VENTflash #174 May 01, 2014

Posted by Victor Emanuel


Victor Emanuel

Victor Emanuel started birding in Texas 70 years ago at the age of eight. His travels have taken him to all the continents, with his areas of concentration being Texas, Ari...

Dear friends,

As many of you know, I own a beach house on the Bolivar Peninsula north of Galveston, Texas. I don’t get down there as often as I would like, but this month I had the pleasure of spending sixteen days at this wonderful retreat, visiting with friends and birding at a number of famous nearby birding areas including High Island, the Bolivar Flats, and Anahuac National Wildlife Refuge. Following is a day from my journal:

Victor Emanuel and Dorian

Victor Emanuel and Dorian “Biking for Birds” Anderson

“I am sitting on the porch of my cottage at the tip of the Bolivar Peninsula. Looking to the southwest I can see Galveston. Huge ships are coming out of Galveston Bay. Along the shoreline in front of my house are several thousand American Avocets, 27 Great Egrets, 15 Snowy Egrets, several Tricolored Herons, a Roseate Spoonbill, about 600 Black Skimmers, and hundreds of other birds. This is the twelfth morning I have woken up and greeted the day here. I grew up in Houston and have birded this coastline from my teenage years. The Upper Texas Coast will always be a special place for me. This spring I have birded High Island on many days and have seen 24 species of warblers and many other migrants. I have also seen a lot of old friends, had lunch with a VENT tour group, and met many interesting people. One special treat was seeing my old friend Dorian Anderson. Dorian attended four VENT/ABA youth birding camps as a teenager. On January 1 he began a remarkable journey: he is riding his bike around the country on a “biking and birding Big Year” from Boston to Oregon and then returning to Texas to end the year in the Lower Rio Grande Valley. He is using this effort to raise money for conservation. He has raised over $11,000 to date.

Dorian spent the last two nights with me. We spent much of yesterday birding near my house where highlights included a flock of 70 Franklin’s Gulls that had arrived from wintering in central Chile and 7 Hudsonian Godwits that had flown here from southern Chile. We ended the day with a gorgeous pair of Buff-breasted Sandpipers.

As I watched Dorian ride away this morning, I thought about the adventures that await him. He will see North America as no other birder ever has."

You can follow Dorian on his remarkable journey by visiting his blog:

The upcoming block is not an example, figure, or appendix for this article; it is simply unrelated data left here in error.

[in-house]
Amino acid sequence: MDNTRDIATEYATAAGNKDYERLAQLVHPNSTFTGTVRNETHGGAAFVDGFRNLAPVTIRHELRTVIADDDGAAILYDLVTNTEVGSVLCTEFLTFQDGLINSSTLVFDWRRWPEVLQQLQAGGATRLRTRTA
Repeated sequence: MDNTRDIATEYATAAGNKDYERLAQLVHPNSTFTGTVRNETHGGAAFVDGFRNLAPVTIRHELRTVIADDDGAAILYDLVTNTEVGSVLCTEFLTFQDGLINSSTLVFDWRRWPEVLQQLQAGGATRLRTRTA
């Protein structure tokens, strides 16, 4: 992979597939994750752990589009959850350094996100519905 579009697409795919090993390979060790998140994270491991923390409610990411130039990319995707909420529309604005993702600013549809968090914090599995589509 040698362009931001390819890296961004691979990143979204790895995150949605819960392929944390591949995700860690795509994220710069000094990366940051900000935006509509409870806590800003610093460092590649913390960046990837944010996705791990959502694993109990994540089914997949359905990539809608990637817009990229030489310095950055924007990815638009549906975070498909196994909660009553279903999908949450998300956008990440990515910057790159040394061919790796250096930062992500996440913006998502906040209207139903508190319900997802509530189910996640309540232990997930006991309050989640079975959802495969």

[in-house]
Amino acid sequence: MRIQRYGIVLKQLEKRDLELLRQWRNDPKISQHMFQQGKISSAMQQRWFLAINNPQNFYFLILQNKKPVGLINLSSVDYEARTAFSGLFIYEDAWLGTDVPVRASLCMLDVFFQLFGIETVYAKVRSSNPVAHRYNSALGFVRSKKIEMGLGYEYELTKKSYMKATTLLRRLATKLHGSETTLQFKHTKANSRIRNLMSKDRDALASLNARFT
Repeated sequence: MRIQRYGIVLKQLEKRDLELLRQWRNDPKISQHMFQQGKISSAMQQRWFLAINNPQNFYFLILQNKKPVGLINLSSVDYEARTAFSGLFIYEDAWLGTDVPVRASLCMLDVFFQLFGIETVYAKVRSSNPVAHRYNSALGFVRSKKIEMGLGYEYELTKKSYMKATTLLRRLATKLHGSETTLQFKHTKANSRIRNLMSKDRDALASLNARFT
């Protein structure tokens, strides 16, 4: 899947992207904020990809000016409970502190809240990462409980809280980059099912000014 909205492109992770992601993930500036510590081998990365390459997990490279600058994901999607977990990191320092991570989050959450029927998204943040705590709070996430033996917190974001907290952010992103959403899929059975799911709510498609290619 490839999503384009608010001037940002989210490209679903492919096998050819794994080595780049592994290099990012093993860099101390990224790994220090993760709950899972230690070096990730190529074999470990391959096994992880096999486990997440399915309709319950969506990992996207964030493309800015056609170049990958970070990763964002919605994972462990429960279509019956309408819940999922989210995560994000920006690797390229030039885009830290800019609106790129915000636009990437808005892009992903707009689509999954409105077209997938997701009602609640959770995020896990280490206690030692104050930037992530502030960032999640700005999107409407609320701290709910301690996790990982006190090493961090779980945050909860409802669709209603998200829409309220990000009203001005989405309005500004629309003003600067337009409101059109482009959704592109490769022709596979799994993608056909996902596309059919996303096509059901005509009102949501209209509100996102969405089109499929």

In this issue:



If you’ve not yet made your summer travel plans, I thought you’d like to know that spaces are newly available on upcoming trips to the Galapagos Islands and the famed Pantanal region of Brazil.

Galapagos Islands Cruise

Nazca Booby

Nazca Booby, Galapagos Islands — Photo: Barry Zimmer

For this summer’s cruise to the Galapagos Islands, VENT has taken a half-charter on the 32-passenger M/V Evolution. Although this departure has been sold out for months, I am delighted to inform you that our travel partner, International Expeditions, has just released additional cabins for sale to VENT travelers! If you’ve ever wanted to visit the Galapagos Islands, especially during the desirable summer travel season, I encourage you to consider this trip. The Evolution is one of the best ships in the islands and our itinerary is one of the best available, visiting most of the major islands and producing most of the key birds and other wildlife. This tour will be led by Ecuador-based VENT guides Paul Greenfield and Tony Nunnery.

Galapagos Islands Cruise aboard M/V Evolution, July 25-August 3, 2014 with Paul Greenfield and Tony Nunnery; $6,595 in double occupancy from Quito.

Brazil: Pantanal

Despite the apparent closeness of this cat, we keep a safe enough distance so as not to disrupt its normal behavior. This Jaguar was photographed just before entering the river. The sunlight on the spotted coat is magnificent.

Jaguar in the Pantanal — Photo: Andrew Whittaker

This September VENT will operate a private tour for New Jersey Audubon to the wildlife-rich Pantanal region of southern Brazil. This trip is almost sold out, with only two spaces still available. With departure only four months away, we are making these last two spaces available to VENT travelers. This is an exceptional opportunity. Our three regularly scheduled trips to the Pantanal this summer are sold out! Because of the high probability of seeing a Jaguar, in addition to an array of other spectacular wildlife, the Pantanal has emerged as one of the world’s premier wildlife viewing destinations. These spaces will be sold on a first-come basis.

Brazil: Pantanal Safari (Birds & Jaguars) and Chapada Dos Guimaraes, September 1-13, 2014 with Andrew Whittaker, David Ascanio, and Dale Rosselet; $6,250 in double occupancy from Cuiaba. 2 spaces available.